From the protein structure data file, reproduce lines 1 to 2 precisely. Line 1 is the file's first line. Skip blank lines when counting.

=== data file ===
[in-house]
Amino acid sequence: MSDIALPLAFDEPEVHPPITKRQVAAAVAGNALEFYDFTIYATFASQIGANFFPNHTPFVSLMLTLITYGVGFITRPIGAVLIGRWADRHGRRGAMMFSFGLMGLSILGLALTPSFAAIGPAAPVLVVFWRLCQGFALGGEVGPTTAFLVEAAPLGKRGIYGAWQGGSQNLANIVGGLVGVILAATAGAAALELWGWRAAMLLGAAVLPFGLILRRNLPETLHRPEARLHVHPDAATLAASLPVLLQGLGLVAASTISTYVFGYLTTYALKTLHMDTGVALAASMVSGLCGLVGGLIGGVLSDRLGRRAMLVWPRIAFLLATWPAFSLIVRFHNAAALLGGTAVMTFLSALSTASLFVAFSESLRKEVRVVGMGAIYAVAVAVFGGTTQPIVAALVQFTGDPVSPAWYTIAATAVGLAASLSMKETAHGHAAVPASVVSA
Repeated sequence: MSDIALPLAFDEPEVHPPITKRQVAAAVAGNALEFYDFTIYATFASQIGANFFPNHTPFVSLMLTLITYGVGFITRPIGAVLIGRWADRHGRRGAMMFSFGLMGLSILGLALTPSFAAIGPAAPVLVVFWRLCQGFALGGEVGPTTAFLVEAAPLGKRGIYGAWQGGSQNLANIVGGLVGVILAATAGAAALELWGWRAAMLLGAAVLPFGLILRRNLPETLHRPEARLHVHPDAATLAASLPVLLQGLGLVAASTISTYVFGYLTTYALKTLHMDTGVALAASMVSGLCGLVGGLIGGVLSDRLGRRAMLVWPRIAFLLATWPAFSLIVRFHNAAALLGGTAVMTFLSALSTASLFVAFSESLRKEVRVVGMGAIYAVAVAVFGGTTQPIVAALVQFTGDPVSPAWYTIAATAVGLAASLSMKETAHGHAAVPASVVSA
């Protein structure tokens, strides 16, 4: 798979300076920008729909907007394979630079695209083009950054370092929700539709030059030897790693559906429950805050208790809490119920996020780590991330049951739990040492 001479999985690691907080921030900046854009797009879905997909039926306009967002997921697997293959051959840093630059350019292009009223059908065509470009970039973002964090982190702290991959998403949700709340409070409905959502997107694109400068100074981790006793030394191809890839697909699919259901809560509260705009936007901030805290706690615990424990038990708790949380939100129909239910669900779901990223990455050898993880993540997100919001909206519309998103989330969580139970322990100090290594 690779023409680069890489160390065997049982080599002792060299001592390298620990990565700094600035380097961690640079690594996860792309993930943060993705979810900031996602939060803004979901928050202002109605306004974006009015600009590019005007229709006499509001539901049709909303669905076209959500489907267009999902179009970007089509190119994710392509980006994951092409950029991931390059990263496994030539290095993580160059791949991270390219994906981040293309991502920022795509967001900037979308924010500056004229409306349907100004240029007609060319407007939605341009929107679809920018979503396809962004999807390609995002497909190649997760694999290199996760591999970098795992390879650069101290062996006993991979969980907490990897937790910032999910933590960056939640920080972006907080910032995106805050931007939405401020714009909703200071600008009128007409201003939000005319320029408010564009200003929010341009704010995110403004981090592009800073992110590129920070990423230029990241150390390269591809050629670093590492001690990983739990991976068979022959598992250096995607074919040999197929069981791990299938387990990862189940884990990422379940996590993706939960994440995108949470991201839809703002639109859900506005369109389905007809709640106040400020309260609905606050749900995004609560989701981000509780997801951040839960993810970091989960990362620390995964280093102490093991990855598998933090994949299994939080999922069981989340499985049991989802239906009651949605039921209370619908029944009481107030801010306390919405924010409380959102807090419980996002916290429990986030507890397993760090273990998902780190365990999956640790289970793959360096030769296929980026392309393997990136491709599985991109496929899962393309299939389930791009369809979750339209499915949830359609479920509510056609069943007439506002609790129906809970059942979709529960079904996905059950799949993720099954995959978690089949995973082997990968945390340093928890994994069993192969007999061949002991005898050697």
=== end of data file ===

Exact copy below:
[in-house]
Amino acid sequence: MSDIALPLAFDEPEVHPPITKRQVAAAVAGNALEFYDFTIYATFASQIGANFFPNHTPFVSLMLTLITYGVGFITRPIGAVLIGRWADRHGRRGAMMFSFGLMGLSILGLALTPSFAAIGPAAPVLVVFWRLCQGFALGGEVGPTTAFLVEAAPLGKRGIYGAWQGGSQNLANIVGGLVGVILAATAGAAALELWGWRAAMLLGAAVLPFGLILRRNLPETLHRPEARLHVHPDAATLAASLPVLLQGLGLVAASTISTYVFGYLTTYALKTLHMDTGVALAASMVSGLCGLVGGLIGGVLSDRLGRRAMLVWPRIAFLLATWPAFSLIVRFHNAAALLGGTAVMTFLSALSTASLFVAFSESLRKEVRVVGMGAIYAVAVAVFGGTTQPIVAALVQFTGDPVSPAWYTIAATAVGLAASLSMKETAHGHAAVPASVVSA